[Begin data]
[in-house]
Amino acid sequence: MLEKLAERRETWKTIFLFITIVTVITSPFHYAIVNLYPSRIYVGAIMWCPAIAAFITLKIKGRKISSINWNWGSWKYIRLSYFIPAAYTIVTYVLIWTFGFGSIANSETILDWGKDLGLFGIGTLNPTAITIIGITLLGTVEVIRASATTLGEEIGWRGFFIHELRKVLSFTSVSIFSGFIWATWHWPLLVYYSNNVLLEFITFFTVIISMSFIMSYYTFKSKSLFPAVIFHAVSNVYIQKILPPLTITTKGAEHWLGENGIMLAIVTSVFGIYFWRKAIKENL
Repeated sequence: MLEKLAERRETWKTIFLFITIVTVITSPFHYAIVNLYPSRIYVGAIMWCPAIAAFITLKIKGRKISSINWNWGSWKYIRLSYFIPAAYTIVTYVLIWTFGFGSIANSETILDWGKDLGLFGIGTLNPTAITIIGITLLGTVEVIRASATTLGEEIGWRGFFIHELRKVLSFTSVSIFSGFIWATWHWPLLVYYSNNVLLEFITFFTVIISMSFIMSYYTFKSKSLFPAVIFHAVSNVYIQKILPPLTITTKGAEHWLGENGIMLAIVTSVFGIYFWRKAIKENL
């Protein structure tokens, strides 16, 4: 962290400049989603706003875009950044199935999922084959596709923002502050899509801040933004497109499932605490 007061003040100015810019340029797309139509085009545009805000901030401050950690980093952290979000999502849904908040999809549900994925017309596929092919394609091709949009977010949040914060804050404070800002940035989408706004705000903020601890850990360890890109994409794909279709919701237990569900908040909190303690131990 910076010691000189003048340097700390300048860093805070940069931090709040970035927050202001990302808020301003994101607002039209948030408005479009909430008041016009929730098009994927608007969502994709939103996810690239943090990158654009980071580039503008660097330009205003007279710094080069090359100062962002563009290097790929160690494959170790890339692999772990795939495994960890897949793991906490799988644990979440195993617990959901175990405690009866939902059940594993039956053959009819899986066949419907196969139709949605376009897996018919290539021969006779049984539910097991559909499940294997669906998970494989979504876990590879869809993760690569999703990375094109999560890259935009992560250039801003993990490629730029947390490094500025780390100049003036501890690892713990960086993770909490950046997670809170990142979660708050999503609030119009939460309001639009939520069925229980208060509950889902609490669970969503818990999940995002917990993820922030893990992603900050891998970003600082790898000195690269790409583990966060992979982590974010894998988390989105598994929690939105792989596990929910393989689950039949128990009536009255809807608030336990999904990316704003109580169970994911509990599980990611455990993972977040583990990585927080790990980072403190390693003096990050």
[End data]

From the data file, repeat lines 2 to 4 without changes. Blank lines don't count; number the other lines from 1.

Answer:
Amino acid sequence: MLEKLAERRETWKTIFLFITIVTVITSPFHYAIVNLYPSRIYVGAIMWCPAIAAFITLKIKGRKISSINWNWGSWKYIRLSYFIPAAYTIVTYVLIWTFGFGSIANSETILDWGKDLGLFGIGTLNPTAITIIGITLLGTVEVIRASATTLGEEIGWRGFFIHELRKVLSFTSVSIFSGFIWATWHWPLLVYYSNNVLLEFITFFTVIISMSFIMSYYTFKSKSLFPAVIFHAVSNVYIQKILPPLTITTKGAEHWLGENGIMLAIVTSVFGIYFWRKAIKENL
Repeated sequence: MLEKLAERRETWKTIFLFITIVTVITSPFHYAIVNLYPSRIYVGAIMWCPAIAAFITLKIKGRKISSINWNWGSWKYIRLSYFIPAAYTIVTYVLIWTFGFGSIANSETILDWGKDLGLFGIGTLNPTAITIIGITLLGTVEVIRASATTLGEEIGWRGFFIHELRKVLSFTSVSIFSGFIWATWHWPLLVYYSNNVLLEFITFFTVIISMSFIMSYYTFKSKSLFPAVIFHAVSNVYIQKILPPLTITTKGAEHWLGENGIMLAIVTSVFGIYFWRKAIKENL
């Protein structure tokens, strides 16, 4: 962290400049989603706003875009950044199935999922084959596709923002502050899509801040933004497109499932605490 007061003040100015810019340029797309139509085009545009805000901030401050950690980093952290979000999502849904908040999809549900994925017309596929092919394609091709949009977010949040914060804050404070800002940035989408706004705000903020601890850990360890890109994409794909279709919701237990569900908040909190303690131990 910076010691000189003048340097700390300048860093805070940069931090709040970035927050202001990302808020301003994101607002039209948030408005479009909430008041016009929730098009994927608007969502994709939103996810690239943090990158654009980071580039503008660097330009205003007279710094080069090359100062962002563009290097790929160690494959170790890339692999772990795939495994960890897949793991906490799988644990979440195993617990959901175990405690009866939902059940594993039956053959009819899986066949419907196969139709949605376009897996018919290539021969006779049984539910097991559909499940294997669906998970494989979504876990590879869809993760690569999703990375094109999560890259935009992560250039801003993990490629730029947390490094500025780390100049003036501890690892713990960086993770909490950046997670809170990142979660708050999503609030119009939460309001639009939520069925229980208060509950889902609490669970969503818990999940995002917990993820922030893990992603900050891998970003600082790898000195690269790409583990966060992979982590974010894998988390989105598994929690939105792989596990929910393989689950039949128990009536009255809807608030336990999904990316704003109580169970994911509990599980990611455990993972977040583990990585927080790990980072403190390693003096990050």